Dell's E228WFP is the best entry-level LCD

GCN Lab Review | The Dell E228WFP is an entry-level 22-inch LCD that performs nearly as well in many areas as more expensive displays.

Dell E228WFP

GOOD START: Dell's E228WFP is the best entry-level LCD.

Image Quality: B+

Features: B

Value: A

Price: $309

Pros: Great price for a 22-inch monitor, crisp text play.

Cons: Light bleeds in from top and bottom of monitor.

The Dell E228WFP is an entry-level 22-inch LCD that performs nearly as well in many areas as more expensive displays.

Oddly enough, the E228WFP could produce a perfect gray field, which is one of the most difficult things for a monitor to do. The E228WFP did so better than any other LCD in this roundup. It also did extremely well when displaying text, which obviously is important to anyone who works in an office. It was not quite the best at text display, but was easily in the top three, with text that was readable even down to very small point sizes set against various colored backgrounds.

The E228WFP was also extremely good at reproducing fine details, even when other LCDs dropped them or blurred them into the background.

The E228WFP was cruising toward a possible Reviewer's Choice when its train came to a screeching halt at the black-screen test. The screen was a relatively uniform black across the entire field, but it had backlight bleeding in from the top and bottom of the screen. It was only noticeable on a pure black field at first but also showed up later when we were doing our color testing. Red fields that pushed up against the bleeding backlight turned orange, and green ones took on a yellow tint.

This turned out to be a problem for several LCDs in the review, and it's an unfortunate error in design because users can't do anything about it. Thankfully, the light bleed with the E228WFP was pretty minor, but it's still something to note if you are thinking about buying one. Most LCDs featured here had zero light bleed, so it's obviously a problem that companies have learned how to fix. For the Dell, this dropped its Image Quality score from an A- to a B+.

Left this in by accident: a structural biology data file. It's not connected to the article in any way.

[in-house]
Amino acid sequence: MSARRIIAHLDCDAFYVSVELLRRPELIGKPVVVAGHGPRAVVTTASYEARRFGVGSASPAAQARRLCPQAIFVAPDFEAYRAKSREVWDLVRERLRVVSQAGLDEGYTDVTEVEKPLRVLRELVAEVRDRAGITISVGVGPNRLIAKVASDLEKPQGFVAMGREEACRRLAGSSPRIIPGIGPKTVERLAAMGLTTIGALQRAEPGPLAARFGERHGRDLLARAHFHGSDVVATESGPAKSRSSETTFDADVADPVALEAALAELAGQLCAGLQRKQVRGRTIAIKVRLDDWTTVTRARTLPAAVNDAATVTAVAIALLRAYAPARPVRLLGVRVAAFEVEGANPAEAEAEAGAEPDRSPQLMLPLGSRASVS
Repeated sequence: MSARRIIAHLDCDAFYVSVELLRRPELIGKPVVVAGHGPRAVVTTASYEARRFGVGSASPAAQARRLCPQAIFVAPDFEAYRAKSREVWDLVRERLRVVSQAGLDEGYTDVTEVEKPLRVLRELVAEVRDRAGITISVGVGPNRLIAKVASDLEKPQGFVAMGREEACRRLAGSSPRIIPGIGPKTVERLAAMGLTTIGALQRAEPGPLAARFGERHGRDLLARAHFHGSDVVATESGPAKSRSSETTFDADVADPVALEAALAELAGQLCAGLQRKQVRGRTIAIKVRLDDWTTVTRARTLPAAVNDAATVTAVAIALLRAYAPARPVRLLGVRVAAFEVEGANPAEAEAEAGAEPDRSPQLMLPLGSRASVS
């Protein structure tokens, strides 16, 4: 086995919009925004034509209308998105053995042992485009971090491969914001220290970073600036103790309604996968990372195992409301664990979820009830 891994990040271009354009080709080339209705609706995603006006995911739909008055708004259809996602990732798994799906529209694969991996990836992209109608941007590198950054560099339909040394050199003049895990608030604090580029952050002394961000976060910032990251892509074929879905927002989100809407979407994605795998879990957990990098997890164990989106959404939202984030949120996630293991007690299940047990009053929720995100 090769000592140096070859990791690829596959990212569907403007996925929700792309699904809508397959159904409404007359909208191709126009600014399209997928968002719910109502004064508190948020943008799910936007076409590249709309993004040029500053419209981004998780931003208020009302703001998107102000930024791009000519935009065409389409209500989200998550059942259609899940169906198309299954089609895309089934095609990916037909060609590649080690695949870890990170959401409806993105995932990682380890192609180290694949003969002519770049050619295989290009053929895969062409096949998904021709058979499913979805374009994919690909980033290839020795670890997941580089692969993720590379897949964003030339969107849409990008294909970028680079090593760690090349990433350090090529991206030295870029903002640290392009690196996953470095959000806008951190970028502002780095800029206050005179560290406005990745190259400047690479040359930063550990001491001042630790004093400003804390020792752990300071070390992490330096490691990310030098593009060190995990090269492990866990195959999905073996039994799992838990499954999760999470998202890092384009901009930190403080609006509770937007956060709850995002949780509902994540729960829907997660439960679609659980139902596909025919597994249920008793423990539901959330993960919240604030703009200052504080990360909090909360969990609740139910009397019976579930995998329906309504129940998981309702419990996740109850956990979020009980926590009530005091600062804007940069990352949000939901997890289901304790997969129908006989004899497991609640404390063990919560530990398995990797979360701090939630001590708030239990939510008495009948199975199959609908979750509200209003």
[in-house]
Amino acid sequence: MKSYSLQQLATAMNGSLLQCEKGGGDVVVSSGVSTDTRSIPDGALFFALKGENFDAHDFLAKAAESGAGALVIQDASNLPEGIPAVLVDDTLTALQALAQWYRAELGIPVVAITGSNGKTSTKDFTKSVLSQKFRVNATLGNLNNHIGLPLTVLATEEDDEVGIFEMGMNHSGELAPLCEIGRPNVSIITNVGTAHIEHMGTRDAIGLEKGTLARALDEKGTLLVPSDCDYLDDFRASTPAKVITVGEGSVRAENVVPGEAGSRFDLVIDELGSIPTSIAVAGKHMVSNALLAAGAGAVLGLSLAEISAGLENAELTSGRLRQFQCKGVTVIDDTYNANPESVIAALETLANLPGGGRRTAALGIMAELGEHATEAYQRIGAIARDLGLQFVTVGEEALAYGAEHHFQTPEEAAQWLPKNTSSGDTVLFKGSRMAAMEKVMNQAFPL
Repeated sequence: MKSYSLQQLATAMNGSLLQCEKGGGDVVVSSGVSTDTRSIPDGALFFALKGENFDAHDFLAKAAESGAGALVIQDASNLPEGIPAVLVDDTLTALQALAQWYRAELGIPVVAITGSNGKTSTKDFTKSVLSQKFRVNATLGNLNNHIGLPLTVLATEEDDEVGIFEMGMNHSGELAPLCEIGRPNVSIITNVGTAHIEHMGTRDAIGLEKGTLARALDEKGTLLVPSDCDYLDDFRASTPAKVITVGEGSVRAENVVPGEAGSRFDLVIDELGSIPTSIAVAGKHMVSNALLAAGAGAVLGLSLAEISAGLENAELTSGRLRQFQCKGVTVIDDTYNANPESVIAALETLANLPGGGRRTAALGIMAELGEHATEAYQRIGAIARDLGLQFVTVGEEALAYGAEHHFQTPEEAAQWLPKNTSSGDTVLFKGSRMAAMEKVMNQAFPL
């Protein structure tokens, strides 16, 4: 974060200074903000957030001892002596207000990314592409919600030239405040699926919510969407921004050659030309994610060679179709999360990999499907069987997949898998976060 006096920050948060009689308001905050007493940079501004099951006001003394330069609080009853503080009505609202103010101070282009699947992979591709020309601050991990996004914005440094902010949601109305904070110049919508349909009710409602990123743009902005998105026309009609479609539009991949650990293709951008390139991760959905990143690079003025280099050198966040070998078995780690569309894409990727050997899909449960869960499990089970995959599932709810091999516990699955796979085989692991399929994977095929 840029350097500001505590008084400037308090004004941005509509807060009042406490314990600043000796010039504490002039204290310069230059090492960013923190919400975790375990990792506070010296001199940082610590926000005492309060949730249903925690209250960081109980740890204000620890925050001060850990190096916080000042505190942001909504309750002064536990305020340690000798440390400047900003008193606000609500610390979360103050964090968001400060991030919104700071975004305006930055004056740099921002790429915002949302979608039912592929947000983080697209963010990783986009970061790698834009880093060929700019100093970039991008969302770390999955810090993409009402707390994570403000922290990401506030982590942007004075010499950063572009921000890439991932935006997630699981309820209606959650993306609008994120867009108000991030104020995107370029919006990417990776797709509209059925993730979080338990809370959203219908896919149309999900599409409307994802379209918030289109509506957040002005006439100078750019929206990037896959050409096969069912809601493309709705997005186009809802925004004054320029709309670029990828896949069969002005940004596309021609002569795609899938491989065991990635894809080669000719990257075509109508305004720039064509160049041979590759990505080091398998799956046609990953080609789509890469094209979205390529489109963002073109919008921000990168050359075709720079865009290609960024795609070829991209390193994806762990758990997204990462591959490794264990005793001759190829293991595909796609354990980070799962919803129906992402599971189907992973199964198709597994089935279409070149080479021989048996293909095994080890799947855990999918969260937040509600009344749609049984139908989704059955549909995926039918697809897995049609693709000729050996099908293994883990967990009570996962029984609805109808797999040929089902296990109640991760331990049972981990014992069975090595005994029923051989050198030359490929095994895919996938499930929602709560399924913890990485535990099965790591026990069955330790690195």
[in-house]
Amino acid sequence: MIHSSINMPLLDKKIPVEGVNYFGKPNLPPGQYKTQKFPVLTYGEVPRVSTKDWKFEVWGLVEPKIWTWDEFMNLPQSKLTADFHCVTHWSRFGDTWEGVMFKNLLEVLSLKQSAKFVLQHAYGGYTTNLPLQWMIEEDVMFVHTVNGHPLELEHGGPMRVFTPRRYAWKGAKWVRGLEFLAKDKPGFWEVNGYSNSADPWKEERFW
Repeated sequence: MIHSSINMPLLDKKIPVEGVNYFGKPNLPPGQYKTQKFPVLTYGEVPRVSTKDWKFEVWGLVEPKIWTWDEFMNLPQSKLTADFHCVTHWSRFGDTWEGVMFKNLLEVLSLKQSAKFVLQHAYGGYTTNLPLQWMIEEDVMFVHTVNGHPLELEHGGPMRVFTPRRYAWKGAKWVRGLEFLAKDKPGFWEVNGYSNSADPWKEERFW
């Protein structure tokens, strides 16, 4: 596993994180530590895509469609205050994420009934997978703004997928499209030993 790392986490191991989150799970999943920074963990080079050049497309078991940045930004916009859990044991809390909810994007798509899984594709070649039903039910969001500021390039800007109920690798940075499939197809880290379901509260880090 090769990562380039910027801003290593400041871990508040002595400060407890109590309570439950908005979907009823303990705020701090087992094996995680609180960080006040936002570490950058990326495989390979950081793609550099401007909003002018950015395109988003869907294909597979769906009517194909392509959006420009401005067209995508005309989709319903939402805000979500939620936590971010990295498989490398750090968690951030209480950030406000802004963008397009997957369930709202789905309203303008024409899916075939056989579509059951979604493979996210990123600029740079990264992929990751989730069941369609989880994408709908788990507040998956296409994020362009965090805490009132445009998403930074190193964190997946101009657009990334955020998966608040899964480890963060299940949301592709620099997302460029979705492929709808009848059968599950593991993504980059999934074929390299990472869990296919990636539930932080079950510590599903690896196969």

Beyond the light bleed, the screen was pretty uniformly bright, with only an 11 percent difference ' not noticeable to the naked eye ' in brightness levels between the center of the screen and the corners.

The E228WFP is a good LCD that offers great text quality and above-average image reproduction. Of the entry-level LCDs in this review, the E228WFP is the best.

With a $309 price tag for a 22-inch monitor, you will be getting a good deal on the E228WFP. The light bleeding in is a problem, but one that mostly text users probably won't mind because it's pretty minor. It could easily ruin a movie, however, or any application that works best with a black background.

Dell, (800) 999-3355,

About the Author

John Breeden II is a freelance technology writer for GCN.


  • Records management: Look beyond the NARA mandates

    Pandemic tests electronic records management

    Between the rush enable more virtual collaboration, stalled digitization of archived records and managing records that reside in datasets, records management executives are sorting through new challenges.

  • boy learning at home (Travelpixs/

    Tucson’s community wireless bridges the digital divide

    The city built cell sites at government-owned facilities such as fire departments and libraries that were already connected to Tucson’s existing fiber backbone.

Stay Connected